- By Zack Kelly -
Richard Alley may describe his research as being just the tip of the iceberg when it comes to glaciology and climate science, but he is one of the field's most prominent figures.
Alley, Evan Pugh University Professor of Geosciences, has traveled to extreme environments, such as Antarctica and Greenland, to collect ice cores from ice sheets and glaciers to extract climate records. Ice cores are composed of individual layers, each layer representing one year. Scientists can differentiate years by determining differences in the texture and chemistry of each layer of snowfall. By studying the individual layers, Alley can determine the temperatures and particles present in the atmosphere during a given year. These records can help researchers predict how extreme future climate changes will be.
Alley began researching ice sheets 42 years ago, in the summer of 1978, as an undergraduate at The Ohio State University. Originally planning to become a geologist, Alley decided to explore a related career path in ice sheet research after assisting glaciologists with their work during the summer after his freshman year. He and the Penn State team currently study climate history derived from ice cores, and modern flow of the great ice sheets, to determine the probability of them collapsing. Ice sheets sit on land, and when rising temperatures cause them to collapse, they crumble into the ocean and cause global sea levels to rise.
Alley's findings have contributed to the confident knowledge that sea-level rise is directly related to an increase in global temperatures caused by human activity. The main uncertainty is whether the rise will be relatively small, as usually expected from melting of mountain glaciers and expansion of ocean water as it warms, or a lot more from ice-sheet collapse.
Soon after joining the Penn State faculty in 1988, Alley embarked on one of his more memorable research projects. In the early 1990s, Alley and his colleagues traveled to Greenland, where they extracted a 2-mile-long ice core. The ice core revealed a climate record that showed a mix of slow, gradual changes, which Alley calls "dials." It also showed some really sharp, abrupt changes, which Alley refers to as "switches."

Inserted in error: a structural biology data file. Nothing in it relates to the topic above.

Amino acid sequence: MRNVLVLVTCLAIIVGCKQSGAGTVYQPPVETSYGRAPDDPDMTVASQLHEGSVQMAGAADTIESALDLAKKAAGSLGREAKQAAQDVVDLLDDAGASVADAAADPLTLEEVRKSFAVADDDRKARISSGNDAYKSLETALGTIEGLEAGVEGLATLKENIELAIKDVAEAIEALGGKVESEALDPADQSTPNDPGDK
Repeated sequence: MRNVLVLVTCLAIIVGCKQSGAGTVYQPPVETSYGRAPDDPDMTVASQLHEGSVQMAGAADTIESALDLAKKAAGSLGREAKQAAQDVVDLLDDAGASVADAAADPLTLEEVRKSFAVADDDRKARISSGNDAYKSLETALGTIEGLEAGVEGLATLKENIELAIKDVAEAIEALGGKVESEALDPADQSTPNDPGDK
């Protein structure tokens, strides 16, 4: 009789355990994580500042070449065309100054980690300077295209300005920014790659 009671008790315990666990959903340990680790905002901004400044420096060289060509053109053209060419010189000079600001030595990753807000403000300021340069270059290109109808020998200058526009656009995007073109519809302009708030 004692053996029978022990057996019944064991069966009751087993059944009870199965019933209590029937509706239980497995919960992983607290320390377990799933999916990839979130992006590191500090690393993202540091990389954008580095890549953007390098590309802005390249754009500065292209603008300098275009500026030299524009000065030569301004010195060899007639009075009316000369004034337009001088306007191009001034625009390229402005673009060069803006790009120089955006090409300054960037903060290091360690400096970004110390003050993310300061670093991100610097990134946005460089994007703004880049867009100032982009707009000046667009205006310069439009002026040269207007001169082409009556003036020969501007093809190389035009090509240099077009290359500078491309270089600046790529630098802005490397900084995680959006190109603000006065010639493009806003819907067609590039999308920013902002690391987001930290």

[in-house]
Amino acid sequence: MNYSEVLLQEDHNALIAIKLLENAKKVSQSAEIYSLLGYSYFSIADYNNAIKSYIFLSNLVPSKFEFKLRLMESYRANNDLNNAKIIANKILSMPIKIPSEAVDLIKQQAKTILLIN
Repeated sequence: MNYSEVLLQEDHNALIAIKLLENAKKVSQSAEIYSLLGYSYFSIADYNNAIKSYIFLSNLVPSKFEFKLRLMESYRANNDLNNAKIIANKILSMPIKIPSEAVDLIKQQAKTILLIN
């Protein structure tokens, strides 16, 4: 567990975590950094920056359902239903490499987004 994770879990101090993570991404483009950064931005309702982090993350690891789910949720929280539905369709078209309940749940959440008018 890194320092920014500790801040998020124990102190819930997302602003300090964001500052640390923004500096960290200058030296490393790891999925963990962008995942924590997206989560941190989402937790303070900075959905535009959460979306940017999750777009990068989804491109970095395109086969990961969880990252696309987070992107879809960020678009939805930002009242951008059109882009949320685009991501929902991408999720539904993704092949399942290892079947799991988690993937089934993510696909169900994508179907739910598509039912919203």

"I got to help tell the story that usually Earth's climate is controlled by dials, and occasionally controlled by switches," said Alley.
Even with all the knowledge and experience Alley has acquired during his career, he avoids telling people what climate policies he believes should be implemented because it is "ultimately a political decision." That being said, he is not afraid to state his belief that "if our governments find ways to use our scientific knowledge on energy and climate efficiently, they will not only be more ethical, but achieve a bigger economy, more jobs, improved health and security, and a healthier environment."
Research on global warming has shown that humans are walking on thin ice. Alley believes current research should focus more on how to mitigate global warming rather than on what is causing it.
"We know that we can build a better world," he said. "Getting there has real costs and real efforts, and there are real risks involved because you have to get rid of something that has worked pretty well for a while and build something else. However, with those risks come great opportunities."
Alley's work has made him a notable figure among climate scientists, as well as a member of the National Academy of Sciences. To help the United Nations make sense of climate change, Alley has worked with the Intergovernmental Panel on Climate Change (IPCC) to assess the current research. In 2007, the IPCC shared the Nobel Peace Prize with Al Gore for their research on human-caused climate change and how to counteract these changes. In addition, Alley has chaired the National Research Council’s panel on abrupt climate change. He has also been invited to breakfast with former Vice President Al Gore to discuss climate change research. With over 300 publications, multiple prestigious awards, and even hosting a PBS docuseries, Alley has not only advanced our knowledge of climate science but made it accessible to non-scientists.
- Zack Kelly is a senior Earth Science and Policy student focusing on energy at Penn State. He plans on pursuing a career related to renewable energy, and he enjoys writing.